Working from home? A TruSens air purifier deserves a spot in your office
According to the EPA, indoor air quality can often be worse than outdoor levels. Users who may be working from home more frequently due to the pandemic may want to consider an air purifier for their home offices.
This page will compare three popular air purifiers in the market: the medium-sized TruSens, Germ Guardian AC4825, and the Winix 5300. The TruSens unit was provided by the manufacturer, but all measurements and opinions are our own. These three models provide relative points of reference even though they may not all be in the same price range.
A unique aspect of the TruSens model is that it includes an external air quality probe that requires its own AC power outlet separate from the air purifier. The manual recommends line-of-sight to the main unit in order for the probe to function and relay air quality measurements to the main unit. In our tests, however, the probe functions just fine even if it's hidden behind books or other items from across the room. Note that the probe is required if you want to use the TruSens model in Auto mode. In contrast, the Winix model has an air quality probe integrated onto the main unit for convenience.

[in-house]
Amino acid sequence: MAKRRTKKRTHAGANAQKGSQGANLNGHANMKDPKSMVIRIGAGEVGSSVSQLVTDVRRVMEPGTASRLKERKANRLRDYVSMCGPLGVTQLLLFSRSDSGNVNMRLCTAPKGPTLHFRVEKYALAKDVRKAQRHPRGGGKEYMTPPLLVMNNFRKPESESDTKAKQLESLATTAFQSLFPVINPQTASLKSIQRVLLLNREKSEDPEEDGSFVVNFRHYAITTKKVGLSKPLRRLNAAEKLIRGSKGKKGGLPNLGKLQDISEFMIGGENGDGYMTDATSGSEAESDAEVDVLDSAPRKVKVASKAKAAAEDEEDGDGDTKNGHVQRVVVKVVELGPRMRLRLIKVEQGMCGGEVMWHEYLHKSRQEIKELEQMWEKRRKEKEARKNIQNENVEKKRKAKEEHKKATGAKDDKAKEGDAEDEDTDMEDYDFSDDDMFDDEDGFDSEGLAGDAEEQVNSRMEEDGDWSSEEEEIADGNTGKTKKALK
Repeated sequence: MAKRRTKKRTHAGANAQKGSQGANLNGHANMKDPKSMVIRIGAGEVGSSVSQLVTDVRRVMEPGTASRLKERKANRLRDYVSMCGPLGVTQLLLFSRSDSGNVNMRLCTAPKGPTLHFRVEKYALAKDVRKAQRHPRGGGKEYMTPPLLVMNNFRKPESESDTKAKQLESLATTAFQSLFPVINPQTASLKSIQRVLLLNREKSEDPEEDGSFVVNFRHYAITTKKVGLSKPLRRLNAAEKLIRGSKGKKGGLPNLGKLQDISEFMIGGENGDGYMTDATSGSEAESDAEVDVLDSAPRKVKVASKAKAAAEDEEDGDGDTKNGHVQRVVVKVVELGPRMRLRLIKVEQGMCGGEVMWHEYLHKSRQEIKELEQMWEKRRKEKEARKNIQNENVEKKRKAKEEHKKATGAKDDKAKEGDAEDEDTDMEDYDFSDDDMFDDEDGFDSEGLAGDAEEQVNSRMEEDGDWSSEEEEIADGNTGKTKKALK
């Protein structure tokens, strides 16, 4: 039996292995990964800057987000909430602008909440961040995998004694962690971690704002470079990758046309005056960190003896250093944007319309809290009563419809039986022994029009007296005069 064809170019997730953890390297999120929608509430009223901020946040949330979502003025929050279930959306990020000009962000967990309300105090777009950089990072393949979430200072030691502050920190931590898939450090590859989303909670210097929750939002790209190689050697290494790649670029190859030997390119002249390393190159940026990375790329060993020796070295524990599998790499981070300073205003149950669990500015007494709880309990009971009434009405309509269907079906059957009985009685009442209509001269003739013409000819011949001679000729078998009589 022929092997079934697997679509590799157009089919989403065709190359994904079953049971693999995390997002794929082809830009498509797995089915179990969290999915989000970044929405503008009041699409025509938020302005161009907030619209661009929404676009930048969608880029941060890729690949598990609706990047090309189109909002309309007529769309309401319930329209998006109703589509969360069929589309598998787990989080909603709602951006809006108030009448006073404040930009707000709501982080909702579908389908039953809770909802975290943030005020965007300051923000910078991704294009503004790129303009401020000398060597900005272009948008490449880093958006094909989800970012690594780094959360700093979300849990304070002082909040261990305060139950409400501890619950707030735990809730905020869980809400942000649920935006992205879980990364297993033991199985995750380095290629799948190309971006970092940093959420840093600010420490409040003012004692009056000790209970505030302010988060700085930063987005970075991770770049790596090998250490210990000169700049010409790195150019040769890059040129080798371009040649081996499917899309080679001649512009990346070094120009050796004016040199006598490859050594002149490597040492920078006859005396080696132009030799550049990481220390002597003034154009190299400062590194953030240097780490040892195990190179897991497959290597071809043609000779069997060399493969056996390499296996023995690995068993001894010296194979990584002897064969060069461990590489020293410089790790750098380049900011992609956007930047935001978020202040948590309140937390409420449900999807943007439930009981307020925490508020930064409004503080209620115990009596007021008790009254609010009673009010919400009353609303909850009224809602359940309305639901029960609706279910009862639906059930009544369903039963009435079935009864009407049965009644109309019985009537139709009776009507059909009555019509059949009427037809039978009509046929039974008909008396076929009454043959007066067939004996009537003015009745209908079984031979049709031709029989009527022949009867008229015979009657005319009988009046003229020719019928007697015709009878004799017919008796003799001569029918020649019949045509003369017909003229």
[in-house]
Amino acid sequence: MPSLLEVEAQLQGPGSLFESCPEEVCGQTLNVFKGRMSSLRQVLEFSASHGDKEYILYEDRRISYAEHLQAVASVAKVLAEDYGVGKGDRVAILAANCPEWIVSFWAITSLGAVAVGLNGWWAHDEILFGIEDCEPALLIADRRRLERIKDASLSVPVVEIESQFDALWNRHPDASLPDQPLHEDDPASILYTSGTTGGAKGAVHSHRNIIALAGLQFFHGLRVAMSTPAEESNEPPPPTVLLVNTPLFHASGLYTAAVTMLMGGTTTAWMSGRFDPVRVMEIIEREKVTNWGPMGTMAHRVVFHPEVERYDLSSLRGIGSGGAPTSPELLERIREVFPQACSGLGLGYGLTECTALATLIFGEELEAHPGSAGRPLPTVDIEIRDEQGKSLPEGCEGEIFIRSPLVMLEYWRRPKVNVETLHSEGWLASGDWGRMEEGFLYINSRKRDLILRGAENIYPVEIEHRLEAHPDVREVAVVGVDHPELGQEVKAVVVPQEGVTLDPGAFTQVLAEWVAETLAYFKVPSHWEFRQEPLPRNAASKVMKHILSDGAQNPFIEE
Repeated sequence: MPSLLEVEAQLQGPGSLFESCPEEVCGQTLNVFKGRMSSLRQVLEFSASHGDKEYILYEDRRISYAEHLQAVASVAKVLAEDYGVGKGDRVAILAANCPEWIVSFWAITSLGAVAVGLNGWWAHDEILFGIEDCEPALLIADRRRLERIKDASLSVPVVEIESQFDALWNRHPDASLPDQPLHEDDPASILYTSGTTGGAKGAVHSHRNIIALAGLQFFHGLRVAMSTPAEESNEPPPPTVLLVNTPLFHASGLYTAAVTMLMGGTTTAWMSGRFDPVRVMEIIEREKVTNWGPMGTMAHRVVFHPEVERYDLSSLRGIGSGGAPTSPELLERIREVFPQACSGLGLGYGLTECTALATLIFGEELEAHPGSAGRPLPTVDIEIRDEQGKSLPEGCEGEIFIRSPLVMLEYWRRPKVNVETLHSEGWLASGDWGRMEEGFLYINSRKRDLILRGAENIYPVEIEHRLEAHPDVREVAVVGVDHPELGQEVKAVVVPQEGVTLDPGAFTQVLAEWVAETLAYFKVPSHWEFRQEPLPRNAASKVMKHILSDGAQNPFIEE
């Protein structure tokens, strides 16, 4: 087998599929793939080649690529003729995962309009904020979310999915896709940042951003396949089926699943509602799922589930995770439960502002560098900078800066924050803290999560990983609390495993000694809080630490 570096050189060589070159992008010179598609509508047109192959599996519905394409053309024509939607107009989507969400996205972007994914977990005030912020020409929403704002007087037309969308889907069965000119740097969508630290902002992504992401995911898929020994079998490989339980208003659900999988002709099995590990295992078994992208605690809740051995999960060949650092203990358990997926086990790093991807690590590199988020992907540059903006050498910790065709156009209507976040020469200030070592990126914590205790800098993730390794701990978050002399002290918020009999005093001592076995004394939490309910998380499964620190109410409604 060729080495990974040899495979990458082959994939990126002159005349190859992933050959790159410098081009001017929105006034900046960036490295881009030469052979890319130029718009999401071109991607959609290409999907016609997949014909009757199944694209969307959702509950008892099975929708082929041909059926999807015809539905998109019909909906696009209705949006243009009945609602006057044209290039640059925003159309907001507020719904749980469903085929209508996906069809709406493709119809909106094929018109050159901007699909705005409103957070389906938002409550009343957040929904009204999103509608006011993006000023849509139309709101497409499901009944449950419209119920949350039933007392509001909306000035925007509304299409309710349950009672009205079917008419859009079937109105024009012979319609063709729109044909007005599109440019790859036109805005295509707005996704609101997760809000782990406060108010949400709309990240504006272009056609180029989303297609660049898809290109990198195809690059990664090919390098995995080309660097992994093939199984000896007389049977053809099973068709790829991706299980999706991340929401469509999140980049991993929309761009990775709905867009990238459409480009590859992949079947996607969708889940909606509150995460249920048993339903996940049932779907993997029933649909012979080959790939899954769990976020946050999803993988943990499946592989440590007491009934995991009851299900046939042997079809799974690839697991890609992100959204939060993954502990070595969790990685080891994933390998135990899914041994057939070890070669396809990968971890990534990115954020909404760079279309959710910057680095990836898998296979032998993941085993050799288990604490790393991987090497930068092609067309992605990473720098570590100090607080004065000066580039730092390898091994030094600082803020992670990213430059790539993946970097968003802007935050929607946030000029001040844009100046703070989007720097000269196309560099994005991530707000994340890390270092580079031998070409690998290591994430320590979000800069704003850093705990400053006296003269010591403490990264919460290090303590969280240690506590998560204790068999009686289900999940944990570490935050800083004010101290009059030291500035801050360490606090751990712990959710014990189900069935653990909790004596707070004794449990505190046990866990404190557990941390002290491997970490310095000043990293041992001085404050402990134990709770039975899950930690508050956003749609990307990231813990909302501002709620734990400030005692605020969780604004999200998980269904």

Note that the retail box includes a quick start guide with no proper user's manual. Instead, the latter can only be found online.
As shown by the table below, the TruSens unit is about as loud as the Germ Guardian despite its larger coverage to imply that it is able to filter more air without needing to run all that much louder. The larger fan also allows for a lower pitch to be less noticeable to the ears.
|Mode||TruSens Medium (dB(A))||Germ Guardian AC4825 (dB(A))||Winix 5300 (dB(A))|
|Room Coverage||375 sq. ft.||167 sq. ft.||360 sq. ft.|
From a visual perspective, the TruSens unit has the sleeker and more modern look in contrast to the boxy Winix or no-frills Germ Guardian. Its external probe can be a hassle, however, as it might limit where you can position the main unit in your office. For example, we like to put the air purifier in the corner of the room where it can go unnoticed and be out of the way, but you'll then have to position the external probe at an appropriate location elsewhere in the room as well. It's another item and power cable to deal which may turn off some users.
The TruSens air purifier comes in small, medium or large for $150, $250 or $400, respectively. Additional drum filters will cost another $40 each to be more expensive than most traditional rectangular filters. The manufacturer recommends replacing the carbon filter every 3 to 4 months, the HEPA filter every 12 to 15 months, and the UV bulb every one to three years. The pre-filter can be cleaned by hand every month to extend the life of the carbon and HEPA filters.
Test unit provided by TruSens